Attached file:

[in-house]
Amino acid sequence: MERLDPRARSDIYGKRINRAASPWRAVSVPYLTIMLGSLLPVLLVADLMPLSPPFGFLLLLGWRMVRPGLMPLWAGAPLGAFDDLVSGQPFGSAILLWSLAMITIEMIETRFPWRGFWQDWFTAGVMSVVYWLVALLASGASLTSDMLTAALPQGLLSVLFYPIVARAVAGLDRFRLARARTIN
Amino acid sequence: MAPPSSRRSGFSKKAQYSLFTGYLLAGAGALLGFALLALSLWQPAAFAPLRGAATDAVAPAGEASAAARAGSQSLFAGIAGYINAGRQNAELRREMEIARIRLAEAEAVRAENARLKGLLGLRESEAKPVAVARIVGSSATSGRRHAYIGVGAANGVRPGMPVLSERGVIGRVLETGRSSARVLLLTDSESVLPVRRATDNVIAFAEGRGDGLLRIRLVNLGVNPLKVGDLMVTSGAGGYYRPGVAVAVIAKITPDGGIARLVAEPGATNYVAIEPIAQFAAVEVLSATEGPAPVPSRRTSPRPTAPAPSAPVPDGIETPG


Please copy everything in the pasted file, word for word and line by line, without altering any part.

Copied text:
[in-house]
Amino acid sequence: MERLDPRARSDIYGKRINRAASPWRAVSVPYLTIMLGSLLPVLLVADLMPLSPPFGFLLLLGWRMVRPGLMPLWAGAPLGAFDDLVSGQPFGSAILLWSLAMITIEMIETRFPWRGFWQDWFTAGVMSVVYWLVALLASGASLTSDMLTAALPQGLLSVLFYPIVARAVAGLDRFRLARARTIN
Amino acid sequence: MAPPSSRRSGFSKKAQYSLFTGYLLAGAGALLGFALLALSLWQPAAFAPLRGAATDAVAPAGEASAAARAGSQSLFAGIAGYINAGRQNAELRREMEIARIRLAEAEAVRAENARLKGLLGLRESEAKPVAVARIVGSSATSGRRHAYIGVGAANGVRPGMPVLSERGVIGRVLETGRSSARVLLLTDSESVLPVRRATDNVIAFAEGRGDGLLRIRLVNLGVNPLKVGDLMVTSGAGGYYRPGVAVAVIAKITPDGGIARLVAEPGATNYVAIEPIAQFAAVEVLSATEGPAPVPSRRTSPRPTAPAPSAPVPDGIETPG